Facebook icon
Twitter icon
e-mail icon

International calls for accountability and sanctions on Sri Lanka

Responding to the UN human rights chief's report on Sri Lanka, representatives from the US, Canada, UK and Germany have renewed their commitment to human rights and accountability on the island, with calls for accountability and sanctions. on officials implicated in war crimes.

This statement follows Sri Lanka’s foreign secretary, former admiral Jayanath Colombage, denouncement of the report as “unfair and unjust”. Colombage, who stands accused of being complicit in torture, has accused the UN of bias and of using human rights as a tool “to coax smaller countries”. During an interview last week, he further revealed that his regime is awaiting a draft of a consensual resolution from the Core Group in Geneva.

Human rights organisations have slammed calls for a consensual resolution maintaining it will "achieve nothing".

Read more here: Sri Lanka’s foreign secretary hits out at UN, USA and Tamil diaspora

US Senator Robert Menendez, a Ranking Member of the US Senate Foreign Relations Committee, also tweeted that the report “underlines the declining state of human rights, reconciliation, & accountability in Sri Lanka”.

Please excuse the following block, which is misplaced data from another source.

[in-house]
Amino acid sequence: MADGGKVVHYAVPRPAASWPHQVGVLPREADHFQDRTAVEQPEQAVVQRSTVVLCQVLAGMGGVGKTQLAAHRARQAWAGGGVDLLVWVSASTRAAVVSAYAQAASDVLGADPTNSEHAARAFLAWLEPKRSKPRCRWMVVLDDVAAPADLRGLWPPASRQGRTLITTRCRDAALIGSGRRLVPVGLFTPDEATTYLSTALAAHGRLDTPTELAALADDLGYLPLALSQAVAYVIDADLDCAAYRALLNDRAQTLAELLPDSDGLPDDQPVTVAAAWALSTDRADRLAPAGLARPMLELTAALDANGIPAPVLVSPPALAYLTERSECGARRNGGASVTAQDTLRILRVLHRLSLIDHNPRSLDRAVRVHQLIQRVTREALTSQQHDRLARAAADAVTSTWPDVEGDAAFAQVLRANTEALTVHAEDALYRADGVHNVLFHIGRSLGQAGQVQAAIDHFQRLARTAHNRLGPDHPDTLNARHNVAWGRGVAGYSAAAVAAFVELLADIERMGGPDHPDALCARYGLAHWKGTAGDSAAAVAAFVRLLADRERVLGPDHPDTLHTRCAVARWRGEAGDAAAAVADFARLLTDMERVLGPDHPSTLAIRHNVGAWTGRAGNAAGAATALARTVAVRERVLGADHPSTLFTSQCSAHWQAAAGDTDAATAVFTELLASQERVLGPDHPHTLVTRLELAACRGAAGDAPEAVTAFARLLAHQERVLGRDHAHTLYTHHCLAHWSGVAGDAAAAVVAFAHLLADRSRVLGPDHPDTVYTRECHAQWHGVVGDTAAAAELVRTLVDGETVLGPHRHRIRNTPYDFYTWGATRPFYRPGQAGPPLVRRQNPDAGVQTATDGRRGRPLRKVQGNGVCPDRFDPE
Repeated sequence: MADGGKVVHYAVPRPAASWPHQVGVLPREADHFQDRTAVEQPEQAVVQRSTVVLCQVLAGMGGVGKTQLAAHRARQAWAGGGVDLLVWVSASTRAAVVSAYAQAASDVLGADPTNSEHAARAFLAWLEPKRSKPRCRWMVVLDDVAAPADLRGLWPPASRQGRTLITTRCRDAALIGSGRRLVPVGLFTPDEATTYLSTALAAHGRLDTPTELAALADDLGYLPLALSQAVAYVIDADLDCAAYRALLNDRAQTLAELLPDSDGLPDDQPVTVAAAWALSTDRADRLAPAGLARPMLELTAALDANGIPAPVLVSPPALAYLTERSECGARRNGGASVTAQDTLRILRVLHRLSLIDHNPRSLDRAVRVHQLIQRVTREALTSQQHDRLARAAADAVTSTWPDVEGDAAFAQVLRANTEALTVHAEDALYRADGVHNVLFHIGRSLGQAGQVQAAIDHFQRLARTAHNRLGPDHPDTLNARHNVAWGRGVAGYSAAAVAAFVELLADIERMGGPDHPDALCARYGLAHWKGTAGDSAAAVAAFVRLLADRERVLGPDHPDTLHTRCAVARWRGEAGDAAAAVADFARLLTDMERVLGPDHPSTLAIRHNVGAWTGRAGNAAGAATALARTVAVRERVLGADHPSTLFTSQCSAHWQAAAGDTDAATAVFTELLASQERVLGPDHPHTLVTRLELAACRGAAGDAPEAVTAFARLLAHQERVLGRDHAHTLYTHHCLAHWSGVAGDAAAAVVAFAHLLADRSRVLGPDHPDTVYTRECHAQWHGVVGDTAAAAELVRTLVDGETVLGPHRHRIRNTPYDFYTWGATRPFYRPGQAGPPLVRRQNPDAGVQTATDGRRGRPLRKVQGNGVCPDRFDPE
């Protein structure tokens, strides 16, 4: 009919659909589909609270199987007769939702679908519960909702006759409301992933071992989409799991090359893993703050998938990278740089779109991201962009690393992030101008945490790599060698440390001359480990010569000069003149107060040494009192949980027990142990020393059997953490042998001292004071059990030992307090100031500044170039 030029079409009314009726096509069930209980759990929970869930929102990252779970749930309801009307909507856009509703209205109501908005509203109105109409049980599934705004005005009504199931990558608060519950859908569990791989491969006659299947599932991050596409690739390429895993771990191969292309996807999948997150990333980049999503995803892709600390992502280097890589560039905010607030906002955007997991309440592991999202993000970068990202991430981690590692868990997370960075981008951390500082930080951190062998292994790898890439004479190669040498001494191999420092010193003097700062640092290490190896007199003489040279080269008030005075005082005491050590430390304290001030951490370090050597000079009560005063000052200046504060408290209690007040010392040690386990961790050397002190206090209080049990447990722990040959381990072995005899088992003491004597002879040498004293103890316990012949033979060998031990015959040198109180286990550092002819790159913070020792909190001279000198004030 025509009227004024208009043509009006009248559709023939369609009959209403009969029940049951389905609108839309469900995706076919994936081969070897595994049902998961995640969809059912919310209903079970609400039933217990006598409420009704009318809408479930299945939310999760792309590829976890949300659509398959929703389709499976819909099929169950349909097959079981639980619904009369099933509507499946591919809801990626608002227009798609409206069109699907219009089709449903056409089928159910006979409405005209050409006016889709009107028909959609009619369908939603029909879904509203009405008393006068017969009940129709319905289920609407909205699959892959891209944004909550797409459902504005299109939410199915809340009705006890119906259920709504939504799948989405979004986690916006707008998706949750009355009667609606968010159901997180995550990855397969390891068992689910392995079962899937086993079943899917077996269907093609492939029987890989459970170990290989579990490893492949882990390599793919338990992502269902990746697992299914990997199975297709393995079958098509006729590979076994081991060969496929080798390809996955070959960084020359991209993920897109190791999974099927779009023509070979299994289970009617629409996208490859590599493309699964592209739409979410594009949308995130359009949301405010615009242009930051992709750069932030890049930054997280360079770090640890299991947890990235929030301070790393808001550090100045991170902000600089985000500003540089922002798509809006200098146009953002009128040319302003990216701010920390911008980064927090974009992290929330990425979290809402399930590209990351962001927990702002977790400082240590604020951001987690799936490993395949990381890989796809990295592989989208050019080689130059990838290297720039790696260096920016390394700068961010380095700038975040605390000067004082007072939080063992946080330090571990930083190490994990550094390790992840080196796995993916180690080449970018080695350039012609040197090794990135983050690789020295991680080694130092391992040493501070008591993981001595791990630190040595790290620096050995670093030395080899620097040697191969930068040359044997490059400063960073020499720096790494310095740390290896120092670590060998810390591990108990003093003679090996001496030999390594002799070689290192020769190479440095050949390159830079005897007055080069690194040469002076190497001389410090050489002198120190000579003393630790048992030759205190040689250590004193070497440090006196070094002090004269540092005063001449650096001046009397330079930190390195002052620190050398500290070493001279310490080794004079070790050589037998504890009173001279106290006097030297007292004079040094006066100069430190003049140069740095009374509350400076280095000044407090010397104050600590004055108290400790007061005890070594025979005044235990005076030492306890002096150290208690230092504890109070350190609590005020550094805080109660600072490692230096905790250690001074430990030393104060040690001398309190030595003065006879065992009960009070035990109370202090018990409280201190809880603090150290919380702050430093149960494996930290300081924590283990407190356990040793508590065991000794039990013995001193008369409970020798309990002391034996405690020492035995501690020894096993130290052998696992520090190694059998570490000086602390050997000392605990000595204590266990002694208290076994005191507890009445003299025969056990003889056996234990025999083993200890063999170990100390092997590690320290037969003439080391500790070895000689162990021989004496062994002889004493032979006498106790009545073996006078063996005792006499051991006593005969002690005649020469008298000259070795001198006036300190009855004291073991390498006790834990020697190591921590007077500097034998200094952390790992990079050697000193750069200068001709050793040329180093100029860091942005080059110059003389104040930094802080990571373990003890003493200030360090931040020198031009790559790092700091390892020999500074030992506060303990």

“I agree with [Bachelet's] call for sanctions on officials implicated in war crimes,” he added.

Representative Gregory Meeks, serving the 5th Congressional District of New York, maintained that “if the [Sri Lankan] government is unwilling to consider enacting the report’s recommendations, the US & partners must explore alternative options as laid out by Michelle Bachelet”.

The US Foreign Select Committee reported on Twitter:

Julian Braithwaite, UK Permanent Representative to the WTO & UN in Geneva, further emphasised the importance of human rights and accountability stating on Twitter:

Canada’s Minister of Foreign Affairs, Marc Garneau, also supported these claims tweeting:

Germany's Federal Government Commissioner for Human Rights Policy and Humanitarian Aid,  Bärbel Kofler, also expressed "grave concern" stating on Twitter:

We need your support

Sri Lanka is one of the most dangerous places in the world to be a journalist. Tamil journalists are particularly at threat, with at least 41 media workers known to have been killed by the Sri Lankan state or its paramilitaries during and after the armed conflict.

Despite the risks, our team on the ground remain committed to providing detailed and accurate reporting of developments in the Tamil homeland, across the island and around the world, as well as providing expert analysis and insight from the Tamil point of view

We need your support in keeping our journalism going. Support our work today.

For more ways to donate visit https://donate.tamilguardian.com.